Wednesday, February 1, 2012

People & Entertainment Stephen Colbert's PAC takes in $1 million

“How you like me now, FEC?” Stephen Colbert asked in a letter.  
 NEW YORK — Stephen Colbert's sway in the presidential election might be a joke, but he's got some real financial muscle. The comedian disclosed Tuesday that his Americans for a Better Tomorrow "super" political action committee has raised a staggering $1.02 million. PACs were required to submit their financial reports to the Federal Election Commission on Tuesday. In a letter to the commission, Colbert was quoted as saying, "How you like me now, FEC?"
"I'm rolling seven digits deep!" Colbert said. "I got 99 problems but a non-connected independent-expenditure only committee ain't one!"
Paula Abdul
Colbert raised the money by asking for donations from viewers of "The Colbert Report." He has used the PAC to highlight what he considers the absurdity of campaign finance law and, in particular, the 2010 Supreme Court ruling that allows corporations and unions to raise limitless money to run campaign ads.
"We raised it on my show and used it to materially influence the elections – in full accordance with the law," Colbert said in a press release. "It's the way our Founding Fathers would have wanted it, if they had founded corporations instead of just a country."
When Colbert earlier flirted with running for president, he legally transferred control of his PAC to Jon Stewart of "The Daily Show." On Monday's "The Colbert Report," he elaborately hunted down Stewart to regain his PAC presidency.
Colbert said Tuesday that the PAC is considering yet another name change to: John Colbert Cougar Super MellenPAC.
On "The Report," Colbert has portrayed every turn of the screw in the life of a political action committee, going through the minutia of the law with his attorney, Trevor Potter, former Federal Election Commission chairman.
Thus far, his PAC has created a handful of television ads, including an over-the-top negative ad against Republican presidential candidate Mitt Romney, and an anti-players ad during the NBA lockout.
Tuesday's FEC filing also revealed the donors who gave more than $200 to Colbert's PAC. Among them are Gavin Newsom, lieutenant governor of California (who gave $500), Bradley Whitford of the "The West Wing" ($250) and "Hot in Cleveland" star Laura Sangiacomo ($250).
Colbert is yet to say what he intends to do with his money.
Neil Young: Steve Jobs preferred vinyl tunes
DANA POINT, Calif. — Legendary rocker Neil Young has taken his campaign for higher-fidelity digital sound to the stage of a technology conference. He says a giant of technology was on his side: the late Steve Jobs.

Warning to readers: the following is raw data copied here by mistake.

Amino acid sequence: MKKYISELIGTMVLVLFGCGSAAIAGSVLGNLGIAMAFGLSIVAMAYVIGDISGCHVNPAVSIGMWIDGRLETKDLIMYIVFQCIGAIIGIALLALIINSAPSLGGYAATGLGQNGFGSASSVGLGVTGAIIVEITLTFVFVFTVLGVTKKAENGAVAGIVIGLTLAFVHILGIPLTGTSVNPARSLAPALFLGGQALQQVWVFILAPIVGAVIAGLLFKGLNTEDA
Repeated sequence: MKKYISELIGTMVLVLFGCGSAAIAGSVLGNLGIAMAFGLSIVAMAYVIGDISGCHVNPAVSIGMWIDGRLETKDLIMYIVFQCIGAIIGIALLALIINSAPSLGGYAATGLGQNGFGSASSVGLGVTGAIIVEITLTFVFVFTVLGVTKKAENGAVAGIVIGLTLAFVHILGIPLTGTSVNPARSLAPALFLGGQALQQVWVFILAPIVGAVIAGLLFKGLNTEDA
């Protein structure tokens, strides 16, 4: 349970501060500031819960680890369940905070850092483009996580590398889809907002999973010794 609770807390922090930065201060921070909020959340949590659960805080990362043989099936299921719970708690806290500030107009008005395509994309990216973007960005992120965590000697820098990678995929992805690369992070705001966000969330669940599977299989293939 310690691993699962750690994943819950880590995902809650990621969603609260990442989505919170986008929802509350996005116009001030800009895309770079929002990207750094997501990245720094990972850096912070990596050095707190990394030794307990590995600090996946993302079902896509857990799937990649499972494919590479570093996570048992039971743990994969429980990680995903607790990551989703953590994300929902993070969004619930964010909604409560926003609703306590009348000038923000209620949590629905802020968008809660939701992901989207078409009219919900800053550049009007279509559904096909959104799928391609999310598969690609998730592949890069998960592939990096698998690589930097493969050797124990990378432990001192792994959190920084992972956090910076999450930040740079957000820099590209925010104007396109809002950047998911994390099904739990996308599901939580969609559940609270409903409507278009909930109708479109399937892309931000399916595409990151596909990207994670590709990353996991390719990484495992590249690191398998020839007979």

Young says the Apple co-founder was such a fan of music that he didn't use his iPod and its digitally compressed files at home. Instead, Young says, Jobs listened to vinyl albums.
Young told the "D: Dive Into Media" conference Tuesday that he spoke with Jobs about creating a format that has 20 times the fidelity of files in the most current digital formats, including MP3.
He speculated that if Jobs had lived longer, he might have tried to create a system that used this higher-quality format.
Actress Cynthia Nixon clarifies gay 'choice'
SAN FRANCISCO — Actress Cynthia Nixon is trying to clarify her earlier remarks that got her in hot water with some gay rights activists.
The "Sex and the City" star's personal life became an exercise in the politics of sexual orientation last week when The New York Times Magazine quoted Nixon saying that for her, being gay was a conscious choice. Nixon has been in a relationship with a woman for eight years. Before that, she spent 15 years and had two children with a man.
After some gay rights activists complained that Nixon's remarks could be used to deny a biological basis for homosexuality, the actress on Monday released a statement to The Advocate magazine.
Nixon said: "What I have 'chosen' is to be in a gay relationship."
Abdul gone from 'X Factor'
Paula Abdul joined the exodus from Fox's disappointing "The X Factor," attributing her departure to business trumping all else. Abdul said Tuesday she won't return to "dear friend" Simon Cowell's singing contest when it begins its second season later this year. Her announcement followed Monday's exits of fellow judge Nicole Scherzinger and host Steve Jones.
"I've learned through my longevity in this industry that business decisions often times override personal considerations," Abdul said in a measured statement. She and others involved with the show understand the situation, she said, adding, "Simon is, and will remain a dear friend of mine and I've treasured" working on "X Factor."
In a separate statement, Cowell didn't address the reason for the changes but thanked the exiting trio "for everything they did last year."
Cowell and Antonio "L.A." Reid remained on the judging panel. There was no immediate word from producers on who might fill the open seats.
Cowell returned Abdul's good wishes and said he expected he and his former "American Idol" teammate would work on another project in the near future.
Despite respectable ratings, "X Factor" has failed to achieve popularity similar to Fox's "American Idol," which Cowell left to import "X Factor" from the U.K. to the U.S. He had predicted his new show would be a blockbuster.

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